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What Causes Arsenic in Well Water? Find Out Today!

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As a well owner, it’s your responsibility to maintain the quality of your well water. The best and most important thing is to test your water for contaminants. One common problem you may encounter is arsenic in well water. In a national study of groundwater quality by the USGS, nearly half of the wells tested had arsenic levels of 1 µg/L or greater. In addition, 7% of the wells tested had arsenic levels exceeding the safe levels of 10 µg/L.

If ingested, inhaled, or absorbed through the skin, arsenic can harm human health. Even though the standard level is now 10 ppb, down from 50 ppb, these levels are still high since they still pose health risks in the future.

Let’s look closely at arsenic in well water, how it gets in your well, and the health problems it may cause. We also provide a solution if this contaminant is in your well water.

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What Is Arsenic?

Arsenic (As) is a ubiquitous chemical element with atomic number 33. It naturally occurs in the earth’s crust and is mainly found in water, air, food, and soil. It occurs in both inorganic and organic forms. The inorganic form is the one that is most commonly found in water, soil, and air. In its inorganic form, arsenic is highly toxic.

Arsenic is also common in several industries, such as mining, smelting, and glassmaking. It is a metalloid, meaning it exhibits metallic and nonmetallic properties. Arsenic’s main use is in alloys of lead (like in lead car batteries and ammunition). You can be exposed to arsenic if you drink water that contains high levels or use water from arsenic-contaminated wells for cooking. Arsenic can be present in your well water without your knowledge because it has no taste, odor, or color.

If you’re thinking of switching from well water to municipal water because of arsenic, that’s not a solution. It is important to note that even the city water contains arsenic; however, the levels are regulated. The public water system cannot lower arsenic to less than 10 ppb in areas where it’s prevalent.

According to the Environmental Working Group (EWG), arsenic is in drinking water in all 50 states. However, the level of arsenic differs in each state.

What Causes Arsenic in Well Water?

There are many potential causes of arsenic in well water. Some of the most common include:

Natural Deposits of Arsenic on the Earth

Since arsenic can occur naturally in rocks and soil, it can easily leach into groundwater. Water from wells drilled into the bedrock is likely to have higher arsenic levels than surface water sources or dug wells.

Industrial Pollution

Industrial processes such as mining, metalworking, and agriculture can contaminate groundwater with arsenic. For example, if a factory disposes of hazardous waste in an unlined landfill, the arsenic can seep into the groundwater.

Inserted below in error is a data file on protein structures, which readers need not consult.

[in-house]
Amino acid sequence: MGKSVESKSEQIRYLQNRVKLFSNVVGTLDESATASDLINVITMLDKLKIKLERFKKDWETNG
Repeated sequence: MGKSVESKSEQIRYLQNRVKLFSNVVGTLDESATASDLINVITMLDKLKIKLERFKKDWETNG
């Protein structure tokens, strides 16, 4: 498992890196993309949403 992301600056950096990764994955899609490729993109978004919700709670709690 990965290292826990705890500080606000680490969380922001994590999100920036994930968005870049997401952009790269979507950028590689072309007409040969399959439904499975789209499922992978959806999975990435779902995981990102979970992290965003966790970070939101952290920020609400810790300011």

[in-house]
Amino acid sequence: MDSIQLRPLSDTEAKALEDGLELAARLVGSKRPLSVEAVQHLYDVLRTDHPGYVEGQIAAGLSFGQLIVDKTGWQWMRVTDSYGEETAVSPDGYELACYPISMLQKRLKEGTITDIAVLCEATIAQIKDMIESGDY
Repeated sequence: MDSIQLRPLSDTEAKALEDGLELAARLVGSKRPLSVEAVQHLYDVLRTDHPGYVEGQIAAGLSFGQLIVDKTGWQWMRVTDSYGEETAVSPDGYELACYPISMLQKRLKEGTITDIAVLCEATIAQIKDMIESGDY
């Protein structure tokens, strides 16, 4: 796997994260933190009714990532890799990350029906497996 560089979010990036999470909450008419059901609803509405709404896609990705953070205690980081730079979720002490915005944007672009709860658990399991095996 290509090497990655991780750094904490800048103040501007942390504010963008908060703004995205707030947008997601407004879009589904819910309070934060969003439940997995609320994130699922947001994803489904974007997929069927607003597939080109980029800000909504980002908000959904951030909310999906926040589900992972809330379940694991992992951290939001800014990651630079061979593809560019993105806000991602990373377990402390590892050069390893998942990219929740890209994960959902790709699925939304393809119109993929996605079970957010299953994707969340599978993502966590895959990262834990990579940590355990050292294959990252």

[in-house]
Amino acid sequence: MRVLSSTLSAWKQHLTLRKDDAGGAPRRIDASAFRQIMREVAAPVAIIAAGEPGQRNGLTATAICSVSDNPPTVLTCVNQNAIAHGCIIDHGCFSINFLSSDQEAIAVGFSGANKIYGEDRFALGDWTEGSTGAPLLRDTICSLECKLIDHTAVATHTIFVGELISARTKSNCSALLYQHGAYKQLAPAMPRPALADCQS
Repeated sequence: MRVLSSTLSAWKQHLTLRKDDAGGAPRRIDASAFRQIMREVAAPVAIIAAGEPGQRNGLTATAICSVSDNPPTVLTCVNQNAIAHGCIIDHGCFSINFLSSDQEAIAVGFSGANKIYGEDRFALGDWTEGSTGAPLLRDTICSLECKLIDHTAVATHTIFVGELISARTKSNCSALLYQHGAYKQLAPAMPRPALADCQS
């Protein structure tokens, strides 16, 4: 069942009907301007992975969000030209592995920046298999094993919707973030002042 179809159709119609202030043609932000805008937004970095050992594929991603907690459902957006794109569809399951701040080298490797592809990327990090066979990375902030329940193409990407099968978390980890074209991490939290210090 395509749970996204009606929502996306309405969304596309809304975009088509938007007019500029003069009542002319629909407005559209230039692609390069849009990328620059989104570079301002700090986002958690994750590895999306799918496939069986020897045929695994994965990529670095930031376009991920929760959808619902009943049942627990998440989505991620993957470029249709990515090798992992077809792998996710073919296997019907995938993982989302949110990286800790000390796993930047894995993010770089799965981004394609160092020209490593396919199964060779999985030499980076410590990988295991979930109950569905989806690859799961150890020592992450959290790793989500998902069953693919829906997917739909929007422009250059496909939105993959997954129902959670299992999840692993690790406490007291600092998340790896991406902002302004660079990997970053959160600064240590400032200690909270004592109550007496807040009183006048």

Runoff from Agriculture

Some agriculture chemicals, such as fertilizers, pesticides, and herbicides, contain arsenic. When these substances are sprayed on the ground and it rains, the runoff enters groundwater, rivers, and streams. Your well water can get contaminated as a result. Using inorganic forms of arsenic in pesticides, wood preservations, medicine, and paints was restricted. However, importation for commercial use is still prevalent.

If you suspect your well water to be contaminated with arsenic, discontinue use immediately. It’s essential to have a professional test your water. You should also take steps to filter or treat your water to remove the arsenic and make it safe to drink. Contaminated water is the primary source of high levels of arsenic. There are other sources of exposure, including eating contaminated food.

Cooking food with water that contains arsenic contaminates your food. In addition, watering plants with contaminated water causes the plants to absorb the arsenic compound, especially if you have acidic soil. Furthermore, food grown in arsenic-rich areas, such as rice and vegetables, can absorb it. In addition, fish, poultry, meat, and dairy products can also contain arsenic. However, exposure to these foods is much lower than drinking contaminated water.

a bucket of water coming out of a well water system

Should I Worry About Arsenic in Well Water?

Yes. You should worry if you test your water and find it arsenic. Arsenic is a known carcinogen, and it’s harmful to your health at high levels. Exposure to low levels of arsenic for long periods can also lead to adverse health effects. Here are some potential health implications of exposure to arsenic:

  • High risk of bladder, liver, kidney, prostate, lung, and skin cancer
  • Diabetes
  • Skin lesion
  • Kidney damage and other internal organs